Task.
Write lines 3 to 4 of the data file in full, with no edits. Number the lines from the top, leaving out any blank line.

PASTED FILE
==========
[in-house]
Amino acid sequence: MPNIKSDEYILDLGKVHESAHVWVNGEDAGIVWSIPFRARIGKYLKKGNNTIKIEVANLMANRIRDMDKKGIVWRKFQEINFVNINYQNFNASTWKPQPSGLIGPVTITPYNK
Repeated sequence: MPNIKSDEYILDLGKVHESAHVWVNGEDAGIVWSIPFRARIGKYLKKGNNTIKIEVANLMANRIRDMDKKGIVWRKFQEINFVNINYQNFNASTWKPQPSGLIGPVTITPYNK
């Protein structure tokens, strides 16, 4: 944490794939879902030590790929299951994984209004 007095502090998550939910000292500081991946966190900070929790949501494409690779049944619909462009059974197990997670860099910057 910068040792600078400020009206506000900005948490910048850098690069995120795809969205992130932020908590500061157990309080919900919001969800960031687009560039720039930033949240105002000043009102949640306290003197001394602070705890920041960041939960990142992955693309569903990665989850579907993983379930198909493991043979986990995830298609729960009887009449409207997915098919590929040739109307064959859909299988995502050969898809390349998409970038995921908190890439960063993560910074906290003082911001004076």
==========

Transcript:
Repeated sequence: MPNIKSDEYILDLGKVHESAHVWVNGEDAGIVWSIPFRARIGKYLKKGNNTIKIEVANLMANRIRDMDKKGIVWRKFQEINFVNINYQNFNASTWKPQPSGLIGPVTITPYNK
């Protein structure tokens, strides 16, 4: 944490794939879902030590790929299951994984209004 007095502090998550939910000292500081991946966190900070929790949501494409690779049944619909462009059974197990997670860099910057 910068040792600078400020009206506000900005948490910048850098690069995120795809969205992130932020908590500061157990309080919900919001969800960031687009560039720039930033949240105002000043009102949640306290003197001394602070705890920041960041939960990142992955693309569903990665989850579907993983379930198909493991043979986990995830298609729960009887009449409207997915098919590929040739109307064959859909299988995502050969898809390349998409970038995921908190890439960063993560910074906290003082911001004076």